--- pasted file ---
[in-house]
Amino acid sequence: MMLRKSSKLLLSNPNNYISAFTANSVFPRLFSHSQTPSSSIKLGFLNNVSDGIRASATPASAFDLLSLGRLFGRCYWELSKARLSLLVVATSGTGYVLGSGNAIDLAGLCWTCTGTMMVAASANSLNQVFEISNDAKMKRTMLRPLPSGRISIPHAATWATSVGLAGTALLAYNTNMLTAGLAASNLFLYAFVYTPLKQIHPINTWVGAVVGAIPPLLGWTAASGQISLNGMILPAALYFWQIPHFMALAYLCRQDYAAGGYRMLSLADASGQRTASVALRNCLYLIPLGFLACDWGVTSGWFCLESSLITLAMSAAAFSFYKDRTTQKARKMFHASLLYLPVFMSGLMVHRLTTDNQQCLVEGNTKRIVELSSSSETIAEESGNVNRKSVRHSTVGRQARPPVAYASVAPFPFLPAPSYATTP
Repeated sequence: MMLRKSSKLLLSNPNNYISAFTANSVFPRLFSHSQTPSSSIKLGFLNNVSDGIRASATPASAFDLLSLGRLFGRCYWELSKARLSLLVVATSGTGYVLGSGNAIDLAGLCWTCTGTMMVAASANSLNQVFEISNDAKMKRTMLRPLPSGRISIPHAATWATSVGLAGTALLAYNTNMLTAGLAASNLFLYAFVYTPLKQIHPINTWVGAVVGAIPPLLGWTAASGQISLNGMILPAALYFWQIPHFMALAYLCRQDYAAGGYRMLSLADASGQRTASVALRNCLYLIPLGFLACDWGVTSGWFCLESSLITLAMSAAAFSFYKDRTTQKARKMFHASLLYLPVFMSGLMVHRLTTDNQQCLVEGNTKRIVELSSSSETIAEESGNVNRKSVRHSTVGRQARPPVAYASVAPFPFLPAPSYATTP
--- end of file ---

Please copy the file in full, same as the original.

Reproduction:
[in-house]
Amino acid sequence: MMLRKSSKLLLSNPNNYISAFTANSVFPRLFSHSQTPSSSIKLGFLNNVSDGIRASATPASAFDLLSLGRLFGRCYWELSKARLSLLVVATSGTGYVLGSGNAIDLAGLCWTCTGTMMVAASANSLNQVFEISNDAKMKRTMLRPLPSGRISIPHAATWATSVGLAGTALLAYNTNMLTAGLAASNLFLYAFVYTPLKQIHPINTWVGAVVGAIPPLLGWTAASGQISLNGMILPAALYFWQIPHFMALAYLCRQDYAAGGYRMLSLADASGQRTASVALRNCLYLIPLGFLACDWGVTSGWFCLESSLITLAMSAAAFSFYKDRTTQKARKMFHASLLYLPVFMSGLMVHRLTTDNQQCLVEGNTKRIVELSSSSETIAEESGNVNRKSVRHSTVGRQARPPVAYASVAPFPFLPAPSYATTP
Repeated sequence: MMLRKSSKLLLSNPNNYISAFTANSVFPRLFSHSQTPSSSIKLGFLNNVSDGIRASATPASAFDLLSLGRLFGRCYWELSKARLSLLVVATSGTGYVLGSGNAIDLAGLCWTCTGTMMVAASANSLNQVFEISNDAKMKRTMLRPLPSGRISIPHAATWATSVGLAGTALLAYNTNMLTAGLAASNLFLYAFVYTPLKQIHPINTWVGAVVGAIPPLLGWTAASGQISLNGMILPAALYFWQIPHFMALAYLCRQDYAAGGYRMLSLADASGQRTASVALRNCLYLIPLGFLACDWGVTSGWFCLESSLITLAMSAAAFSFYKDRTTQKARKMFHASLLYLPVFMSGLMVHRLTTDNQQCLVEGNTKRIVELSSSSETIAEESGNVNRKSVRHSTVGRQARPPVAYASVAPFPFLPAPSYATTP